After careful consideration and an exhaustive review of 2017 we present The Rexys, a wildly incomplete and arbitrary line up following one of the most eventful years in golf.

     There will be omissions – just keep your calls, concerns and even e-mails to yourself. We appreciate your patronage, but not your feedback.



    It’s Not You, It’s Me Award. You know the deal: You can’t be a part of two until you’re a better one; but on this front it’s really just a desire to find a better two.

    It was a tough year for caddies, and not just any caddies. In June, Phil Mickelson split with longtime bagman Jim “Bones” Mackay. Both player and caddie cited the need for “change,” but the move reverberated throughout the game.

    “The fairytale is over,” mused one caddie when told of the high-profile split.

    In the wake of the Lefty/Bones break, Rory McIlroy split with his caddie J.P Fitzgerald, and Jason Day replaced looper/swing coach Colin Swatton on his bag. It all proves yet again that there are only two kinds of caddies, those who have been fired and those who are about to be fired.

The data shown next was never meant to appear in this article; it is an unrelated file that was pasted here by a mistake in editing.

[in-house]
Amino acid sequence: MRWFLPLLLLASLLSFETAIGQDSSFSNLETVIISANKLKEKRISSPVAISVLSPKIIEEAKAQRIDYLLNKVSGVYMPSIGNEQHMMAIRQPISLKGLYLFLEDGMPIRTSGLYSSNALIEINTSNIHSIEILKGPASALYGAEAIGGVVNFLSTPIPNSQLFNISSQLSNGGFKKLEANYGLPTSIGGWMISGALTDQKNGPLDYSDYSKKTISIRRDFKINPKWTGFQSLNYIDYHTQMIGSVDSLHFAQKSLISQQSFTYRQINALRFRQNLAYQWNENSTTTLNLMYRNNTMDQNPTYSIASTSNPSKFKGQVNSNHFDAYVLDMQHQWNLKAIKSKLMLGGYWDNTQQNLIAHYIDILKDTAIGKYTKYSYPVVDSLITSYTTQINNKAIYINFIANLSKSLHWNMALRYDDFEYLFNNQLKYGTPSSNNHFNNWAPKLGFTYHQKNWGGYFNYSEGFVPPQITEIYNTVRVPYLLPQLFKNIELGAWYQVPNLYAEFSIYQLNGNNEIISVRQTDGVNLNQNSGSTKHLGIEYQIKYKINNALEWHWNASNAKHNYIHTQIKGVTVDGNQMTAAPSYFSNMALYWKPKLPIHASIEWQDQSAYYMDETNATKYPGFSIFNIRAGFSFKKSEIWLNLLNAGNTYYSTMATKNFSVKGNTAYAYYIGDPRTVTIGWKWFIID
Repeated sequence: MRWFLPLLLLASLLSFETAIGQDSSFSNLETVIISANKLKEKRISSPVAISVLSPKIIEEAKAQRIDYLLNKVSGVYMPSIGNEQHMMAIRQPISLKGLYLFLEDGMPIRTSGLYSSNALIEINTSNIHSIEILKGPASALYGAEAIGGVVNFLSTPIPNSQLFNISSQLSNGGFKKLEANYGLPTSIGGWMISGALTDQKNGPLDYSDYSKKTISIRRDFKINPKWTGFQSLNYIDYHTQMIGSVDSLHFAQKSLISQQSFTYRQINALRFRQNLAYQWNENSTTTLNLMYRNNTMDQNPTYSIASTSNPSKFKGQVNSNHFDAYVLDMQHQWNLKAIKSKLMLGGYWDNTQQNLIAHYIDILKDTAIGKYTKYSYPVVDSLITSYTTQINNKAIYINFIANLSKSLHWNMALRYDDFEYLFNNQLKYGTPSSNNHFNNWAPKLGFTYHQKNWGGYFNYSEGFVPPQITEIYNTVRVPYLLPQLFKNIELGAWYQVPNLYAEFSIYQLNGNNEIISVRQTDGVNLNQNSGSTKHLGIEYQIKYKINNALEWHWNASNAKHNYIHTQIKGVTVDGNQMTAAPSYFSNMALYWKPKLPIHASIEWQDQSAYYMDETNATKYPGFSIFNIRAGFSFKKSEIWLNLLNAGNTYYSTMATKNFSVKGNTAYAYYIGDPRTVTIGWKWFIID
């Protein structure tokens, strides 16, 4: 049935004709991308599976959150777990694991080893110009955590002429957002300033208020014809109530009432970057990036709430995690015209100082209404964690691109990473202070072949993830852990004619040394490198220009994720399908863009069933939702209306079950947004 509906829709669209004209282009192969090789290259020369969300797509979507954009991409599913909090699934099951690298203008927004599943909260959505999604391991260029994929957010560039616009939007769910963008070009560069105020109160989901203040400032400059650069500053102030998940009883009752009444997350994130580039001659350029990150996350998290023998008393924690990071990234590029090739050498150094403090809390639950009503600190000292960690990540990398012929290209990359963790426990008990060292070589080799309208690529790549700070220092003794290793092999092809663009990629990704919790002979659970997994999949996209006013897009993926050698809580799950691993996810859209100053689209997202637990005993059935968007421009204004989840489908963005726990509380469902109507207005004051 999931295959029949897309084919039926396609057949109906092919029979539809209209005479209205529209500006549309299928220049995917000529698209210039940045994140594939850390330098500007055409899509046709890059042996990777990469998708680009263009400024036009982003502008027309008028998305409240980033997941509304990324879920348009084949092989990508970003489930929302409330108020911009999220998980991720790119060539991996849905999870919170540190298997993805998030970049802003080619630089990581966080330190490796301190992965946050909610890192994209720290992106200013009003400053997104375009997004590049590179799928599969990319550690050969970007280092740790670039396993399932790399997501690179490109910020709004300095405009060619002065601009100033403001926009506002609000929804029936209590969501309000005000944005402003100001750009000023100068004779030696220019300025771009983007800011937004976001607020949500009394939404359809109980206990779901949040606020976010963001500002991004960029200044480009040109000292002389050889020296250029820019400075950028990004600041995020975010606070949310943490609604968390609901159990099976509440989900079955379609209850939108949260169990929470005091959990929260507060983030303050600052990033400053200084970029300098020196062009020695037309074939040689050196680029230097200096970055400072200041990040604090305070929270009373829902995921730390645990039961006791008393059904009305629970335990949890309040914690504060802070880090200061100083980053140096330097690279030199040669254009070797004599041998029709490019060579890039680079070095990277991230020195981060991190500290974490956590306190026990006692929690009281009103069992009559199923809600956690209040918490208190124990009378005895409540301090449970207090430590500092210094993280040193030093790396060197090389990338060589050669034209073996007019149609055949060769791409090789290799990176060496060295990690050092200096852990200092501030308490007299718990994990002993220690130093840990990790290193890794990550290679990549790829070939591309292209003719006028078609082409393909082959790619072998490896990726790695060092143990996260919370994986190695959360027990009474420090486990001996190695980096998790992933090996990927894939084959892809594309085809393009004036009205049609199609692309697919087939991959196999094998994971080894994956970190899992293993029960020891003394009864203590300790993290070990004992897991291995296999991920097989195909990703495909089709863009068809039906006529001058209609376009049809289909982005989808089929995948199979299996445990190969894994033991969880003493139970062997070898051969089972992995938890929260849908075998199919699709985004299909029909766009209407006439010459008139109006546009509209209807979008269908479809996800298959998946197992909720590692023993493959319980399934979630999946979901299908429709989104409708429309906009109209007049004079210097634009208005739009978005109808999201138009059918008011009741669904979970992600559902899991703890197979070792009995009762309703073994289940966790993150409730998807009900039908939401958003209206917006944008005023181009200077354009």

Run for the Rose Cup. Sergio Garcia got the green jacket, a lifetime exemption to the game’s most coveted member-member and a long-awaited major, but Justin Rose took home the slightly less prestigious “Rose Cup.”

    Following a frenzied afternoon at Augusta National in April, Rose lost to Garcia on the first playoff hole, but he won so much more with his honesty and class.